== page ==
specific values, it could cause trouble. For example, imagine that
    there's an implicit assumption that each value is no more than a
    2-digit number. The code could break years later, when an inserted
    declaration pushes the last usage of __LINE__ to line 100. That's
    probably an unlikely scenario, but it could be fragile in other ways
    I haven't thought of.

    Then again, ordinary enumerated types have the same problem, so
    perhaps I'm being too paranoid (though that's often better than not
    being paranoid enough).

    --
    Keith Thompson (The_Other_Keith) <>
    Nokia
    "We must do something. This is something. Therefore, we must do this."
    -- Antony Jay and Jonathan Lynn, "Yes Minister"
     
    Keith Thompson, Feb 27, 2008
    #11
  12. On Tue, 26 Feb 2008 12:39:11 -0800, William Pursell wrote:

    > I would like to initialize an array of structs,
    > one of whose members is an integer. Some of the
    > elements will get an explicit initializer for the
    > int, some will take the 0. The value is a monotonically
    > increasing counter, starting at 1. For example:

    [...]

    This is not a solution to your problem. I would go with Eric Sosmans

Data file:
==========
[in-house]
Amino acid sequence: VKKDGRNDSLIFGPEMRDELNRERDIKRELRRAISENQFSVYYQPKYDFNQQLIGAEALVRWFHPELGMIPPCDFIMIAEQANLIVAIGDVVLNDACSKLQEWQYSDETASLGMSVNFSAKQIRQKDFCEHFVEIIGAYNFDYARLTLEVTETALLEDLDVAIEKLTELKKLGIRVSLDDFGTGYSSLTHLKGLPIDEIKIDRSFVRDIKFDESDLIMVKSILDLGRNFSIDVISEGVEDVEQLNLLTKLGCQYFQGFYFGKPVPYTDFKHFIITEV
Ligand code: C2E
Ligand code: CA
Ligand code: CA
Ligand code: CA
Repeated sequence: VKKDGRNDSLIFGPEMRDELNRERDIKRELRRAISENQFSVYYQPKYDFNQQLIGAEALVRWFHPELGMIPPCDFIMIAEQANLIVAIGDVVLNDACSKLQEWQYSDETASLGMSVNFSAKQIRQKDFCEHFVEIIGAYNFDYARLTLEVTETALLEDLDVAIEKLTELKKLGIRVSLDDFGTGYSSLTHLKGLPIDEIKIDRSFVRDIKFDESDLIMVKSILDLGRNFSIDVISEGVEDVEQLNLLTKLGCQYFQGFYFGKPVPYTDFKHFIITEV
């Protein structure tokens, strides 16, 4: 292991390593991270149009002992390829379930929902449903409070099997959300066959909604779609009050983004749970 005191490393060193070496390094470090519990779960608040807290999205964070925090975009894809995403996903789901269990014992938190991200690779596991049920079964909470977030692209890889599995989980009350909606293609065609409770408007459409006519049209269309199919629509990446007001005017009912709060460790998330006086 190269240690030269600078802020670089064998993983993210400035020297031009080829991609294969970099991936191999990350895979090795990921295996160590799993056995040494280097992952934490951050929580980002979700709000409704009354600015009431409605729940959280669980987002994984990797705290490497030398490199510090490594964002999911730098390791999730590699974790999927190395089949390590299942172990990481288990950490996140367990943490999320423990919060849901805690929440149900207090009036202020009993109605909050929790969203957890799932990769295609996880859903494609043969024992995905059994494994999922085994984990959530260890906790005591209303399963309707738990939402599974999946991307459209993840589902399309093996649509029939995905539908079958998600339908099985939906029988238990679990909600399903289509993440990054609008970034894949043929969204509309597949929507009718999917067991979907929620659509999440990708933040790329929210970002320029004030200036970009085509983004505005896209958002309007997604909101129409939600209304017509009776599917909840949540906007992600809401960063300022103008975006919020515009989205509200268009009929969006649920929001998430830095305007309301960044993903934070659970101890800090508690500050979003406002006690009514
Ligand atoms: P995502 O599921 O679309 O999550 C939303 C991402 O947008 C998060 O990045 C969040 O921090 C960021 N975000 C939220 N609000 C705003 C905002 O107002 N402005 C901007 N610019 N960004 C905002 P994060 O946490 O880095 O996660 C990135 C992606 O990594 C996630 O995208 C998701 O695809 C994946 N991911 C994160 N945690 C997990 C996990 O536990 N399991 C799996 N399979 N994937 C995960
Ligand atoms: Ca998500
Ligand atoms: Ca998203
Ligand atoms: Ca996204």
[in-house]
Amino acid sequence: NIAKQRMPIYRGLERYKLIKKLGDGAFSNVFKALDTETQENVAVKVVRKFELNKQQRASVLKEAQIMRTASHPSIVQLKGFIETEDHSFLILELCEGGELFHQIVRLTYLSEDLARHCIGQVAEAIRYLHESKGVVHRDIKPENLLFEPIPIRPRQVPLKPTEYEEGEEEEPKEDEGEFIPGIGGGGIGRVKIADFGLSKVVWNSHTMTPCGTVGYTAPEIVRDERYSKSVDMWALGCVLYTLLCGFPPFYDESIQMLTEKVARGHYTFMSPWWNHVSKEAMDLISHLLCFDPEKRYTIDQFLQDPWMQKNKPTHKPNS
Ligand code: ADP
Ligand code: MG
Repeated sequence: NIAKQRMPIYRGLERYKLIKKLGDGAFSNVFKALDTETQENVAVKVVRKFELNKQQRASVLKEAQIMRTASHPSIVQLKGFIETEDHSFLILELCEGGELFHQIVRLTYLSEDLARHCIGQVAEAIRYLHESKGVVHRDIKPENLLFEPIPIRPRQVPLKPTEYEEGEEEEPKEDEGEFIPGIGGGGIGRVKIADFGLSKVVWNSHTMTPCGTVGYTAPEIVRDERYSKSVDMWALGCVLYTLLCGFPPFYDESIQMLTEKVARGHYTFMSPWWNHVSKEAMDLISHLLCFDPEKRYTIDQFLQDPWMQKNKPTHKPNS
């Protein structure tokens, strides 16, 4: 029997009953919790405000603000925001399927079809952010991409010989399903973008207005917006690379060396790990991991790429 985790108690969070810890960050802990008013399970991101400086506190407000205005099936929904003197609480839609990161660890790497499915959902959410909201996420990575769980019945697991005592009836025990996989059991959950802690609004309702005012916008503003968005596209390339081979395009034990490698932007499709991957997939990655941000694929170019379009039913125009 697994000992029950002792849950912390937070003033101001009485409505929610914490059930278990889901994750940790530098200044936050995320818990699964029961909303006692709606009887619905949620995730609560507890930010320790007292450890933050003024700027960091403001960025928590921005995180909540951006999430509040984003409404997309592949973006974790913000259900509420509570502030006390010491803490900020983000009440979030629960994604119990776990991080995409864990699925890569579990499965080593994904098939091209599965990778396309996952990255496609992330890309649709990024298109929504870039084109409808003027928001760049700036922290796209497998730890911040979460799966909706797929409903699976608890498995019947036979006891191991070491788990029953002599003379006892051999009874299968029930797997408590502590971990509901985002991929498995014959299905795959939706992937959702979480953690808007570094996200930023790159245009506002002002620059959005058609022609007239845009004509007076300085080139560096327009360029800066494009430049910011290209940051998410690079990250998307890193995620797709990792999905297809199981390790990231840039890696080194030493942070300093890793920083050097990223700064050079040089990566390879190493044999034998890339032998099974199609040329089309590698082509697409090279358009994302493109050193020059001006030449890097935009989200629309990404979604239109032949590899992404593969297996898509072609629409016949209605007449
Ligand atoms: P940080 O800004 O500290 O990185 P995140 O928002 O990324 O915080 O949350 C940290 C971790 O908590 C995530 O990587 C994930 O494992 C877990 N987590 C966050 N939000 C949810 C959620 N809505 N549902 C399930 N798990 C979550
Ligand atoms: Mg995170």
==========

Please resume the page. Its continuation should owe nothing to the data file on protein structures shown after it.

"neat hack" and take Keith Thompson's comment to heart:

    http://groups.google.com/group/comp.lang.c/msg/cadb1cc2eef560ee


    Anyway, FWIW, here is a simple way to do math solely in the pre-processor:
    ________________________________________________________________________
    #include <stdio.h>


    #define PLACE_X(t)t
    #define PLACE(t)PLACE_X(t)


    #define CONCAT_X(t0, t1)t0##t1
    #define CONCAT(t0, t1)CONCAT_X(t0, t1)


    #define SELECT_0(t0, t1)t0
    #define SELECT_1(t0, t1)t1
    #define SELECT(t, ts)CONCAT(SELECT_, t)ts


    #define MATHTBL_1()(2, 0)
    #define MATHTBL_2()(3, 1)
    #define MATHTBL_3()(4, 2)
    #define MATHINC(t)SELECT(0, CONCAT(MATHTBL_, t)())
    #define MATHDEC(t)SELECT(1, CONCAT(MATHTBL_, t)())


    int main(void) {
    printf("1 + 1 = %d\n", MATHINC(1));
    printf("2 + 1 = %d\n", MATHINC(2));
    printf("3 + 1 = %d\n", MATHINC(3));
    printf("1 - 1 = %d\n", MATHDEC(1));
    printf("2 - 1 = %d\n", MATHDEC(2));
    printf("3 - 1 = %d\n", MATHDEC(3));


    /*-----------------------------------------------------------*/
    puts("\n\n\n______________________________________________\n\
    press <ENTER> to exit...");
    getchar();
    return 0;
    }

    ________________________________________________________________________



    The 'MATHTBL_X' and 'SELECT_X' macros can also be extended to
    multiplication and division.
     
    Chris Thomasson, Feb 27, 2008
    #12